My friend at the church that was now coping with their own loss was learning this firsthand. Soon after the tragedy, the senior pastor of the church called to see if I would be willing to walk with them through the grief that had descended on their congregation. I said yes, and for many months I fielded phone calls and visited and prayed on behalf of that strong but heartbroken body of believers.

One staffer who called me hailed from England. In her lilting British accent, she said, "Pastor Brady, we are all at our wits' end here. We're exhausted and simply don't know what to do."

Even over the phone, I could tell she was depleted.

"Tell me about your typical week," I said to the woman.

"Well, I have Fridays off," she responded.

"Tell me what you do on an average Friday," I said.

"Oh, I get my car washed and pick up groceries. You know, the usual errands."

I told her I understood the amount of stress she and her colleagues were under, that what happened in their community was devastating, but then I said, "Those things you mentioned are perfectly good things to do on your one and only day off, yet they will not bring you rest."

She was silent.

"You've got to carve out time for rest." I could tell that she was going to have difficulty heeding my advice. During visits with her church's leadership team, I picked up on a workaholic ethos. And when senior leaders don't rest, nobody rests. The bar gets set way too high, and everyone kills themselves jumping for it.

"You already know everything I am telling you," I said. "You're calling me today because you recognize your current pace is unsustainable, and you're looking for a way to slow things down. Am I right?"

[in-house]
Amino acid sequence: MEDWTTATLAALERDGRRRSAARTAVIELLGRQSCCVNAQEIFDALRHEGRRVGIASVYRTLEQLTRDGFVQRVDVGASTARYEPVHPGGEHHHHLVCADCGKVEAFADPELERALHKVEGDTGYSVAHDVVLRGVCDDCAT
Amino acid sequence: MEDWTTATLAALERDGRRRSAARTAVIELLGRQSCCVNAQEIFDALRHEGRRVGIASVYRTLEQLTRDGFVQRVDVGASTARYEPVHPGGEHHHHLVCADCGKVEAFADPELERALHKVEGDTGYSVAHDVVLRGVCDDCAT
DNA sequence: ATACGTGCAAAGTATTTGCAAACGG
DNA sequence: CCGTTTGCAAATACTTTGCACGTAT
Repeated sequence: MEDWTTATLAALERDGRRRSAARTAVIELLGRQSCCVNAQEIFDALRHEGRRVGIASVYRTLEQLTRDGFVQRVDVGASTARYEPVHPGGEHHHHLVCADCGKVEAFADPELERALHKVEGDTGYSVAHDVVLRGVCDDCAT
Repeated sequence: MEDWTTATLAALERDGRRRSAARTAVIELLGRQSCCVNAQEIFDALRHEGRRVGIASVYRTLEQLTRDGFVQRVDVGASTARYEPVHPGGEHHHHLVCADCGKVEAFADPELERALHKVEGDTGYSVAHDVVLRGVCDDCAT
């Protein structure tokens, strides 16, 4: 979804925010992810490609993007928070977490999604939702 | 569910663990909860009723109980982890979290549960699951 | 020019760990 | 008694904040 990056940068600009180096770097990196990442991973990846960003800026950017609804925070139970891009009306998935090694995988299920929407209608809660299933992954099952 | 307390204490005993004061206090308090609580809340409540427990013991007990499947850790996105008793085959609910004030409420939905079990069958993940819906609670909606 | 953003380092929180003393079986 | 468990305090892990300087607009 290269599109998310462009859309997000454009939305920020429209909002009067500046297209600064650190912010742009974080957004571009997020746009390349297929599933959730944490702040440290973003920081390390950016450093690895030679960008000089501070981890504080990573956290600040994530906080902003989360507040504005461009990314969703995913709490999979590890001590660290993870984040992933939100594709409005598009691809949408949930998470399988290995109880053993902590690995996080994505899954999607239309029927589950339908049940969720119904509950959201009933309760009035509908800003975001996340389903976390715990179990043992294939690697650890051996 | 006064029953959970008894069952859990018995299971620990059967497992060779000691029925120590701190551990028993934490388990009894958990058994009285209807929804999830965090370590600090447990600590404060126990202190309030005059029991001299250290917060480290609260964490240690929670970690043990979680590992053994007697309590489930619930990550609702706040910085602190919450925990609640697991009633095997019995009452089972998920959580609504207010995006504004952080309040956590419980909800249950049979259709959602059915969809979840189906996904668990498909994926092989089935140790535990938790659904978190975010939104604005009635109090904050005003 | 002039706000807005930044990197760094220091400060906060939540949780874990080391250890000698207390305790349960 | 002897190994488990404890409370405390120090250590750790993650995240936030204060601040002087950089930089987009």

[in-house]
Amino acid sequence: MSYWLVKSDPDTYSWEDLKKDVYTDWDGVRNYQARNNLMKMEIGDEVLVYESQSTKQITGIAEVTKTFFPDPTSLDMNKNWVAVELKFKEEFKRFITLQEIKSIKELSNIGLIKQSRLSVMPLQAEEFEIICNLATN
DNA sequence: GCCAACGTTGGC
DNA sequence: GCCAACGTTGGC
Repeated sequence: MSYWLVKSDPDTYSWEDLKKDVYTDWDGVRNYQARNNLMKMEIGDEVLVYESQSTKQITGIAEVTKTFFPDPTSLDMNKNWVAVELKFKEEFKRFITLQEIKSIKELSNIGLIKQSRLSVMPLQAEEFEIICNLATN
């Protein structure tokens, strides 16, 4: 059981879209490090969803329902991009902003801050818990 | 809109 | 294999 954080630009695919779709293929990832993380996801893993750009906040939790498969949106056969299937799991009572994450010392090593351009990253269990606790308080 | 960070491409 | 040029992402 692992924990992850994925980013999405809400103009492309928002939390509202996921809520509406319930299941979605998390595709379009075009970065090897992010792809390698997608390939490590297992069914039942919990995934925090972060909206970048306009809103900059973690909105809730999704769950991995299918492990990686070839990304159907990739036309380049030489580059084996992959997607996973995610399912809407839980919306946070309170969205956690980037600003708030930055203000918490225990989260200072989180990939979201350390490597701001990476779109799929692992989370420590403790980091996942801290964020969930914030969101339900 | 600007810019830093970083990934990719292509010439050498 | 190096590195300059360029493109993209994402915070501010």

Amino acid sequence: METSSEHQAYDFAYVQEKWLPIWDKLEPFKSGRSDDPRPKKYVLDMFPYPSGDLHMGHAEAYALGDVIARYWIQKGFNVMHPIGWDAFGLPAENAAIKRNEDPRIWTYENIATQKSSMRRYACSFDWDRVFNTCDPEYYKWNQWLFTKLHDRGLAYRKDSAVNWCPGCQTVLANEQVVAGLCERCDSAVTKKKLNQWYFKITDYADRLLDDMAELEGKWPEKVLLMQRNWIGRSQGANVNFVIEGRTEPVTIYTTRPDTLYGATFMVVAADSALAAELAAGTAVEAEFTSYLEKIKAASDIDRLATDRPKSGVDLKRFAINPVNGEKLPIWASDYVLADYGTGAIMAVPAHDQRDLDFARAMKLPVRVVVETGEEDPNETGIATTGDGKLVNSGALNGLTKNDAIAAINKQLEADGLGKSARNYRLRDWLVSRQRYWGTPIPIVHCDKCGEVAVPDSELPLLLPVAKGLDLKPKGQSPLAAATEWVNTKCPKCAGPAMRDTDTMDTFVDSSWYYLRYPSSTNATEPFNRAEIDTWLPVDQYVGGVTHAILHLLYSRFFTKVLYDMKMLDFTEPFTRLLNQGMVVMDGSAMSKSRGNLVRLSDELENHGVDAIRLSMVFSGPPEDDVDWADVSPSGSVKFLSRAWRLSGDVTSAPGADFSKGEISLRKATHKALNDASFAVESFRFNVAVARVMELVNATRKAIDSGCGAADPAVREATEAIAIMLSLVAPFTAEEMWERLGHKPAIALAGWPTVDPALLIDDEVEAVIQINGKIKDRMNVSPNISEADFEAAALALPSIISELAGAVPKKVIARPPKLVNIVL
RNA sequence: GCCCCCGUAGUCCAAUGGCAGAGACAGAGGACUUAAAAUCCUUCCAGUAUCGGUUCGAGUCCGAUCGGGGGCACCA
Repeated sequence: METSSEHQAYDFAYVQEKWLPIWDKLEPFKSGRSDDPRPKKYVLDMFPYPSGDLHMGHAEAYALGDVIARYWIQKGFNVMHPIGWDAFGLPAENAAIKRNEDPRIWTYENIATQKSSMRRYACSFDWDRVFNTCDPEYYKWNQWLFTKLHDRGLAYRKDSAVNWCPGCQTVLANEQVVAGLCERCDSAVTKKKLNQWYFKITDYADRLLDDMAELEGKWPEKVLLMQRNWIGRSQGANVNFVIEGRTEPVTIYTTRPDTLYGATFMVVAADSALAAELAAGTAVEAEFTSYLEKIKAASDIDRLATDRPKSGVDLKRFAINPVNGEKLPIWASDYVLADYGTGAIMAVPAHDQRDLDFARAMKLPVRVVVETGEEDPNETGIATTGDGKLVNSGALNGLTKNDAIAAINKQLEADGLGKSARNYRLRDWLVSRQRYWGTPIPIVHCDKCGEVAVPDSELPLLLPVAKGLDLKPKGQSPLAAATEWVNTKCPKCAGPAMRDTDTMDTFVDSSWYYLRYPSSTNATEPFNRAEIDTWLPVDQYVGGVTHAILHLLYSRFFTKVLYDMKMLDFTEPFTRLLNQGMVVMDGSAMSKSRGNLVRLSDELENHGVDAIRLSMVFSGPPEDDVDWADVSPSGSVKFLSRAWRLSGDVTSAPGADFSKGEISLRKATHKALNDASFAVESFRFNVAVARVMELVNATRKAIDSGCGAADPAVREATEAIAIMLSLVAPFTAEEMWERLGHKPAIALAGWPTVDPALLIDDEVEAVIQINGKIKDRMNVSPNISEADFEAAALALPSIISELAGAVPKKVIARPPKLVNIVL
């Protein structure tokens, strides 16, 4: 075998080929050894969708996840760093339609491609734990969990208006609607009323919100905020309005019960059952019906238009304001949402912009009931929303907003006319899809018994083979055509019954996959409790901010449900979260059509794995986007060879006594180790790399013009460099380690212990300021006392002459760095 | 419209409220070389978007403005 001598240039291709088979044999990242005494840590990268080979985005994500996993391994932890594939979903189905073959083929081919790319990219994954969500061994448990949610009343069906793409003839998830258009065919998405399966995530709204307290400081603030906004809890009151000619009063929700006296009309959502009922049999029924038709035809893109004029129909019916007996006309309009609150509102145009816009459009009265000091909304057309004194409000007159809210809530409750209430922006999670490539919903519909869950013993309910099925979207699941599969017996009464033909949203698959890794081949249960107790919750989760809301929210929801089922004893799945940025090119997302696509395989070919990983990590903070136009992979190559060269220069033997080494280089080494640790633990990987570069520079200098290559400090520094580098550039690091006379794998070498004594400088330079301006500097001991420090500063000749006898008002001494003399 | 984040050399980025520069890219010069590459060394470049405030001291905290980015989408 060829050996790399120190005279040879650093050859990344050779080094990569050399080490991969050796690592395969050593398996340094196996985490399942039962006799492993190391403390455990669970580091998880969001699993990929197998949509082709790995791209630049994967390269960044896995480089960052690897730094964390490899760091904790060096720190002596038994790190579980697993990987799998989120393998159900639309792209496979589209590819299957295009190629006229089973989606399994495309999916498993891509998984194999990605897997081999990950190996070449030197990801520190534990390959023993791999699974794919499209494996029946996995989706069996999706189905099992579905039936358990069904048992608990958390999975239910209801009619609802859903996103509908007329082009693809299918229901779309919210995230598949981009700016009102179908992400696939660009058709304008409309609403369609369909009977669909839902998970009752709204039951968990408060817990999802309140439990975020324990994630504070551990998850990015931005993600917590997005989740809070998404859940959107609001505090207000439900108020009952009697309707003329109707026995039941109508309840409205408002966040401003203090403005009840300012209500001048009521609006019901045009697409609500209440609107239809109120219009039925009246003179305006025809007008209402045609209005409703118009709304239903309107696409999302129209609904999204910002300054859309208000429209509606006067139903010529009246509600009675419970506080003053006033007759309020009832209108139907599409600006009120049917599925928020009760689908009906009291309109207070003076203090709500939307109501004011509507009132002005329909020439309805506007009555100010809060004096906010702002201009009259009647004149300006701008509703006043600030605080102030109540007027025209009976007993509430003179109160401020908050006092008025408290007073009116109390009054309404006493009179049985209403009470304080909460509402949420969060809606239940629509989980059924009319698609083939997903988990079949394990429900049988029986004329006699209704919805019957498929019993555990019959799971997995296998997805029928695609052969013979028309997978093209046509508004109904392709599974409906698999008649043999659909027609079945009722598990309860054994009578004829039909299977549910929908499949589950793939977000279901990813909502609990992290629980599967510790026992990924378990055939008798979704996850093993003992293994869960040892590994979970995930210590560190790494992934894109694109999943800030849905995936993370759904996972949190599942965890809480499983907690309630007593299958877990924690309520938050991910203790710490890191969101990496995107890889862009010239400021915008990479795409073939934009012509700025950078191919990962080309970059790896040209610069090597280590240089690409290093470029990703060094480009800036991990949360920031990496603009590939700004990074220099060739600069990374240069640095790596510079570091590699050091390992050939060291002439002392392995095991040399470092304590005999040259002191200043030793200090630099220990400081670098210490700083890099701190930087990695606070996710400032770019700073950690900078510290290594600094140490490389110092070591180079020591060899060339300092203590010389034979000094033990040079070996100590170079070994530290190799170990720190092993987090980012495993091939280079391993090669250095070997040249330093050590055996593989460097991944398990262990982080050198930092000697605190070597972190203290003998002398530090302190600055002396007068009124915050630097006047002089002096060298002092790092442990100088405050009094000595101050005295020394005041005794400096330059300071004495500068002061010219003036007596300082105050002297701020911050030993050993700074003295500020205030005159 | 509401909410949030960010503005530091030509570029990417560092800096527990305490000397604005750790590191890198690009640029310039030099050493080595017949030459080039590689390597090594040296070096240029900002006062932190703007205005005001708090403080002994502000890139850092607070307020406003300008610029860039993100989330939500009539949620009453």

Through a knowing sigh, she murmured, "Right."

"The only solution here is rest," I said. But I could sense her reluctance. There's just no way to take time to rest, she seemed to be thinking. They'll think I'm negligent.

Leaving things undone

This is what we all believe to some degree. We think that if we don't give 100 percent every minute of every day, we are not deserving of our role. We think that if we don't return every email and every phone call right this minute, that if we don't make every meeting, that if we don't respond to every request, that if we don't apply ourselves fully at all points throughout a given day, the universe will fall apart. This is especially true when there has been a crisis. We forget that crises are always popping up—large and small—and we simply can't live in crisis mode every day.

This applies to our personal lives as well. We think if we don't get every room vacuumed, every app mastered, every bookshelf dusted, every meal made by hand, every child's homework folder initialed, every birthday party attended, every lawn mowed, every load of laundry folded, every lacrosse practice made, every book read, every everything done—and now!—that somehow we've fallen short.

I lived according to that philosophy for too many years. I'm here to tell you it is bunk. The universe will keep on spinning, even if things are strategically left undone.

The New Zealand Book of Common Prayer contains a fantastic entry called "Night Prayer." One of the stanzas reads, "It is night after a long day. What has been done has been done; what has not been done has not been done; let it be." That's excellent advice. Do what you can do, and then let it be. Really. Life will go on.